[Note: headline corrected for accuracy, Oct. 22] As we here in the West watched the television images of storm surges sweeping away picturesque, covered bridges in the northeastern U.S., in the wake of Hurricane Irene, half way around the world, the tropical tourist paradise of Thailand was just entering a La Niña monsoon season. In terms of agricultural losses, this season would prove to be the most costly such season in history.
Following September’s extremely heavy rains — five feet of rain for the month — the “moderate” monsoon season has continued virtually unabated into this month, where it also coincided, last weekend, with the highest tides of the month.
The additional influx of salt water into agricultural lands will have even more negative impact on crops. As of mind October, flood waters have swept through 60 of Thailand’s 77 provinces. Already, the flooding has cost the nation an estimated 4 billion USD in agricultural revenue — more than double the cost of the nation’s 1993 flood, according to the Centre for Research on the Epidemiology of Disasters (CRED) .
The present Thailand flood is being called the “most expensive flood in history.”
This monetary amount translates into about 10% of the nation’s rice crop output. As Thailand is the world’s largest exporter of rice, news of continuing damage to the main source of the world’s rice supply is driving global food prices higher. This will, in turn, threaten the food security of tens of millions, if not more.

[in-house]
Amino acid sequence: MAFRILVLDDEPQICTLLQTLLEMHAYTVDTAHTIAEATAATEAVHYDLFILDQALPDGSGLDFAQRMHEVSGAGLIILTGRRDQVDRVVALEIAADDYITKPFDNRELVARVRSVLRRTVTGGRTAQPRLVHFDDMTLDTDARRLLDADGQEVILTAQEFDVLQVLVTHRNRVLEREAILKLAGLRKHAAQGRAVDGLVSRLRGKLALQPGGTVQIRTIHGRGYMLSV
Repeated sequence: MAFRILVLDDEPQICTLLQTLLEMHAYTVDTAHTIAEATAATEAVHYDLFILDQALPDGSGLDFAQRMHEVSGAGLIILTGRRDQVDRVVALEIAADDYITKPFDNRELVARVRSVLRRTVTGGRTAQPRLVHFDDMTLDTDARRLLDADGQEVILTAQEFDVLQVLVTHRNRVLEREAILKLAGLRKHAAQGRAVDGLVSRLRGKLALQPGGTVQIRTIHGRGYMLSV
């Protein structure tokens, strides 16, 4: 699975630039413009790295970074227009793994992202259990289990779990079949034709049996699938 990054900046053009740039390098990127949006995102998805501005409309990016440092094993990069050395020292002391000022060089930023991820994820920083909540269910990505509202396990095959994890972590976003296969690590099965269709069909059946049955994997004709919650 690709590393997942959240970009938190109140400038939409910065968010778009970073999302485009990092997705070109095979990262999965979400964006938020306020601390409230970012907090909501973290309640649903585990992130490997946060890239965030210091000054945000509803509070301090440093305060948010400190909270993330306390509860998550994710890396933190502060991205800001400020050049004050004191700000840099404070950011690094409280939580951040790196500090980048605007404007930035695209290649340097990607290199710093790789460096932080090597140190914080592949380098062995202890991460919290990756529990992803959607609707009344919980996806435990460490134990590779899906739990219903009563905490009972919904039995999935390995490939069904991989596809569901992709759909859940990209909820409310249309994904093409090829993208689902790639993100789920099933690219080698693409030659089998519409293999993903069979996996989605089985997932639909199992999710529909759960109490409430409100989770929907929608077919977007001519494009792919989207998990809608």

The high tide-enhanced flooding also threatens to breach the sea wall surrounding the nation’s capitol, Bangkok, in central Thailand.
As of the week ending October 13, 4 to 8 inches of rain fell on central Thailand, and up to five more inches of rain were predicted by October 17. The heavy rains are over 40% greater than usual for this time of year. However, such heavy rains are typical for a La Niña year, and this year’s La Niña is considered to be “weak”.
The rains have also been influenced by warming coastal waters (.3° C above average) which puts more water vapor into the air, and, by Tropical Storm Haitang and Typhoon Nesat, both of which brought heavy rains to the region in late September.
Neighboring nations Cambodia, Vietnam, and Laos have also been impacted by the flooding, with over 200 killed so far.
With meteorologists predicting a “double dip” La Niña season (i.e., a repeat), continued flooding in southeast Asia, and especially of Thailand’s agricultural lands, can only intensify the global food price/food security issue.
Source material for this article came from the Thinkprogress.org article: Thailand Suffers Most Expensive Flood in History, Destroying More Than 10% of Rice Farms in World’s Top Exporter (by Joe Romm)
CORRECTION: The original headline (second part) for this story read: “10% of worlds rice crop destroyed”. This was an error. The estimates are that 10% of Thailand’s rice crop has been destroyed, not 10% of the world’s rice crop; Thailand is the world’s leading exporter of rice (corrected Oct. 18, 2011)
top photo: The Atlantic / AFP